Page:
Parish N (2013) Portraits and Neologisms: Understanding the Visual in Henri Michaux's 'Voyage en Grande Garabagne'. In: Harrow S (ed.) The Art of the Text: Visuality in Nineteenth- and Twentieth-Century Literary and Other Media. Literature and Literary Criticism: General Criticism and Critical Theory. Cardiff: University of Wales Press.
Henri Michaux wrote many different types of travel narratives during his lifetime. These texts explore the tensions between real journeys and imaginary journeys and thus the condition of visual or verbal representation itself. Although Michaux was an established artist and had provided visual content for many of his literary works himself, this is not the case for ‘Voyage en Grande Garabagne. There had been plans for an atlas including images to accompany the text, thereby placing it in an ethnographic tradition, but these plans never came to fruition. Visual elements, such as portraits, are present in this text, however, which provide a visual structure and add to the sense of otherness created in this depiction of other lands. Neologisms also participate in the text’s alterity and trouble the reading process. In ‘Voyage en Grande Garabagne’, Michaux attacks the hierarchy of traditional Western signifying systems. His evocation of faces and invented words subvert the textual status quo and make the reader aware of something else creeping into the text. In this essay, I argue that the absence of the visual in this text actually reinforces the creative powers of language and signs to create beyond reference.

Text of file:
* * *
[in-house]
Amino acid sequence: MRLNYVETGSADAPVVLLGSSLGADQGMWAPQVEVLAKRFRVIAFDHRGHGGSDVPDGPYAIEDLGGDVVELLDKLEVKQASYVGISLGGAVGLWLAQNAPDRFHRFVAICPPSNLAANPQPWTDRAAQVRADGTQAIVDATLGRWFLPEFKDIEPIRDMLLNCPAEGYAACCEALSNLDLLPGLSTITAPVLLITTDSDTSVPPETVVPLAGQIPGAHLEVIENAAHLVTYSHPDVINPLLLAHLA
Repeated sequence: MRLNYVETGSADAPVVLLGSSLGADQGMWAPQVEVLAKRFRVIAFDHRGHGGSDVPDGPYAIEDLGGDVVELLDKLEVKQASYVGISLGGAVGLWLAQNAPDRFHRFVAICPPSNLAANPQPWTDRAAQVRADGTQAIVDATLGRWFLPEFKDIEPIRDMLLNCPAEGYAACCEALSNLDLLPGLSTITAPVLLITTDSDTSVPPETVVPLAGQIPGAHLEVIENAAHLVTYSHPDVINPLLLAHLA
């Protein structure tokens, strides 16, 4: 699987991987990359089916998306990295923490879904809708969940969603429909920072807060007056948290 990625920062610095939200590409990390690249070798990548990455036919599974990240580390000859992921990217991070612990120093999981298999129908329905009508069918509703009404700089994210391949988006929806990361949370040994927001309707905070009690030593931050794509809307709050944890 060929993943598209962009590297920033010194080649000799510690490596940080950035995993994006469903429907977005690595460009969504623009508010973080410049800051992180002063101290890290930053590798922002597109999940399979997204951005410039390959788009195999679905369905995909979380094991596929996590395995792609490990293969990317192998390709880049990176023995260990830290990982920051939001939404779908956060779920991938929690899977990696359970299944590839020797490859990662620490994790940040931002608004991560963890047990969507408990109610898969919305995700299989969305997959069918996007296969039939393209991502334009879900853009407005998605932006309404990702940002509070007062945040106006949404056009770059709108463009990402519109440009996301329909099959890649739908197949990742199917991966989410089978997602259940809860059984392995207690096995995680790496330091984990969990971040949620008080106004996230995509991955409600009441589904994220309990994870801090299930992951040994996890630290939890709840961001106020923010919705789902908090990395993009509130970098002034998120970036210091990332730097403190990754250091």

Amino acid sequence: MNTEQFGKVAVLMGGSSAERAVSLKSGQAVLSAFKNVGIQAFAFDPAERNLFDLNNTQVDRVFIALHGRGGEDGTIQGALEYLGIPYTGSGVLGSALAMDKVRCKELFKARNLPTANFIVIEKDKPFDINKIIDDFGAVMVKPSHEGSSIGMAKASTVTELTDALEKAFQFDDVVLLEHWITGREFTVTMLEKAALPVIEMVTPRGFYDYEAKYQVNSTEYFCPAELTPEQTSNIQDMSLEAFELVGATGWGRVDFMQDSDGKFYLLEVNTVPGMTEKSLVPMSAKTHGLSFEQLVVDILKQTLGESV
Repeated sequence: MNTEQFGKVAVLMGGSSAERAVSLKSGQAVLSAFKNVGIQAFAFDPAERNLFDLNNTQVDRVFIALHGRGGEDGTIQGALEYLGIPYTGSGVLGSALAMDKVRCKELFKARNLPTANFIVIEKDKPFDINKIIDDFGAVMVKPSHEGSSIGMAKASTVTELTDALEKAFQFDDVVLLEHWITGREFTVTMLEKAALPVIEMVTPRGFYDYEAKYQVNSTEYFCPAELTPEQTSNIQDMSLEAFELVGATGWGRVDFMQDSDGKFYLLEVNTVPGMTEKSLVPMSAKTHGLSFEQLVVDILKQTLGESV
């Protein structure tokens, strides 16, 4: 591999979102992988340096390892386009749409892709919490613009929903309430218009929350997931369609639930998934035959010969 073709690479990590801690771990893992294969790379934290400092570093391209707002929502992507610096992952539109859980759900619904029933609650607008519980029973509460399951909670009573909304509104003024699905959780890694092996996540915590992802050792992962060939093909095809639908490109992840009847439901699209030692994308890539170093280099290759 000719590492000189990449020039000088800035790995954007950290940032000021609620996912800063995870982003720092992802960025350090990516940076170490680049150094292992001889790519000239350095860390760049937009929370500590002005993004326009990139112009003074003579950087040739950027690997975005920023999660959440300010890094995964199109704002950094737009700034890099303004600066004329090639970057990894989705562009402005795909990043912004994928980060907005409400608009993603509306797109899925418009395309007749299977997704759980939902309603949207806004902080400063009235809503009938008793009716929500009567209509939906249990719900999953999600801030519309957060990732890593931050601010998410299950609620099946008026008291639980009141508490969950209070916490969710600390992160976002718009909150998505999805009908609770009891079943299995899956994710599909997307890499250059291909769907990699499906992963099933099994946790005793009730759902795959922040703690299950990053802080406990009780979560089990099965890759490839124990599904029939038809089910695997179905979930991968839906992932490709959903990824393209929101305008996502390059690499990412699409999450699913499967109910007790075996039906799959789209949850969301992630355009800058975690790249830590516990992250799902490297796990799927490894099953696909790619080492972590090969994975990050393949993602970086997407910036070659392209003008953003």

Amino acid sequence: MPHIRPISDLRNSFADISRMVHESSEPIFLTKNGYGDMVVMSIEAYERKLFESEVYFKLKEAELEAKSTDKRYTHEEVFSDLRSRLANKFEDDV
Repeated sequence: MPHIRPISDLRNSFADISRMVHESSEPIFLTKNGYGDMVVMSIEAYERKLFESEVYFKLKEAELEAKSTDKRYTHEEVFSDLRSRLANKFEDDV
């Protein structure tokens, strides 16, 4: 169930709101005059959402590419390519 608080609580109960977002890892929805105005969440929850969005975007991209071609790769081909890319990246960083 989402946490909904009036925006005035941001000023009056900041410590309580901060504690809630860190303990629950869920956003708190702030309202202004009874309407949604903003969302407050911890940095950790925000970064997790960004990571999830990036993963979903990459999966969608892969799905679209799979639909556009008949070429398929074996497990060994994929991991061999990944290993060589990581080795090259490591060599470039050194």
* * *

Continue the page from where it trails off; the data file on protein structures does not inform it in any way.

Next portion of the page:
text and image; Henri Michaux; imaginary lands